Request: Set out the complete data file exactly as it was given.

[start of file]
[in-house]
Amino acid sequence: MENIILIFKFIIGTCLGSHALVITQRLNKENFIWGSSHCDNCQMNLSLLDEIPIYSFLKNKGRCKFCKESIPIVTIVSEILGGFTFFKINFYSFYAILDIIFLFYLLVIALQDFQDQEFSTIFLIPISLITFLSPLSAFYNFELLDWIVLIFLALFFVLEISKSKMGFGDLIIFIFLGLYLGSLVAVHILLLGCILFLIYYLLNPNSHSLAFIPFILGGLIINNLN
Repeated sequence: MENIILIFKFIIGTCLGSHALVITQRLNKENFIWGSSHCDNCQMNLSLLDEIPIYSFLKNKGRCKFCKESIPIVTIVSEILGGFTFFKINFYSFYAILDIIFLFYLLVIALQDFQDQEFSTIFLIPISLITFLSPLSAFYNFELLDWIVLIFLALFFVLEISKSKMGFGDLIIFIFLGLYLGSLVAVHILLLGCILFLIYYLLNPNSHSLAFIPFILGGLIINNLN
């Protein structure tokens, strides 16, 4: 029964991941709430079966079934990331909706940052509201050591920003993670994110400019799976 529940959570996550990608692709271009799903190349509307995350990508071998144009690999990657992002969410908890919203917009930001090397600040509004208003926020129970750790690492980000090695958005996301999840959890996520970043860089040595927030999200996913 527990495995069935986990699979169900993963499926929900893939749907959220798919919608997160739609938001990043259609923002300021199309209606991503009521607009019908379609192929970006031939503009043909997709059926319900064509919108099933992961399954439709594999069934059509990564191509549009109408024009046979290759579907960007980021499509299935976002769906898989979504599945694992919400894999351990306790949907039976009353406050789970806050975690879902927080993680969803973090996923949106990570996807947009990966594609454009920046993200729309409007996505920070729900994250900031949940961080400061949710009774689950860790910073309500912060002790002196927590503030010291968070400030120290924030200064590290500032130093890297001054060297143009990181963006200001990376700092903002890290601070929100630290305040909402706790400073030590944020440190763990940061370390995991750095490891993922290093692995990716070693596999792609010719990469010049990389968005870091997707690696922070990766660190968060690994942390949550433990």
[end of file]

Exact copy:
[in-house]
Amino acid sequence: MENIILIFKFIIGTCLGSHALVITQRLNKENFIWGSSHCDNCQMNLSLLDEIPIYSFLKNKGRCKFCKESIPIVTIVSEILGGFTFFKINFYSFYAILDIIFLFYLLVIALQDFQDQEFSTIFLIPISLITFLSPLSAFYNFELLDWIVLIFLALFFVLEISKSKMGFGDLIIFIFLGLYLGSLVAVHILLLGCILFLIYYLLNPNSHSLAFIPFILGGLIINNLN
Repeated sequence: MENIILIFKFIIGTCLGSHALVITQRLNKENFIWGSSHCDNCQMNLSLLDEIPIYSFLKNKGRCKFCKESIPIVTIVSEILGGFTFFKINFYSFYAILDIIFLFYLLVIALQDFQDQEFSTIFLIPISLITFLSPLSAFYNFELLDWIVLIFLALFFVLEISKSKMGFGDLIIFIFLGLYLGSLVAVHILLLGCILFLIYYLLNPNSHSLAFIPFILGGLIINNLN
């Protein structure tokens, strides 16, 4: 029964991941709430079966079934990331909706940052509201050591920003993670994110400019799976 529940959570996550990608692709271009799903190349509307995350990508071998144009690999990657992002969410908890919203917009930001090397600040509004208003926020129970750790690492980000090695958005996301999840959890996520970043860089040595927030999200996913 527990495995069935986990699979169900993963499926929900893939749907959220798919919608997160739609938001990043259609923002300021199309209606991503009521607009019908379609192929970006031939503009043909997709059926319900064509919108099933992961399954439709594999069934059509990564191509549009109408024009046979290759579907960007980021499509299935976002769906898989979504599945694992919400894999351990306790949907039976009353406050789970806050975690879902927080993680969803973090996923949106990570996807947009990966594609454009920046993200729309409007996505920070729900994250900031949940961080400061949710009774689950860790910073309500912060002790002196927590503030010291968070400030120290924030200064590290500032130093890297001054060297143009990181963006200001990376700092903002890290601070929100630290305040909402706790400073030590944020440190763990940061370390995991750095490891993922290093692995990716070693596999792609010719990469010049990389968005870091997707690696922070990766660190968060690994942390949550433990």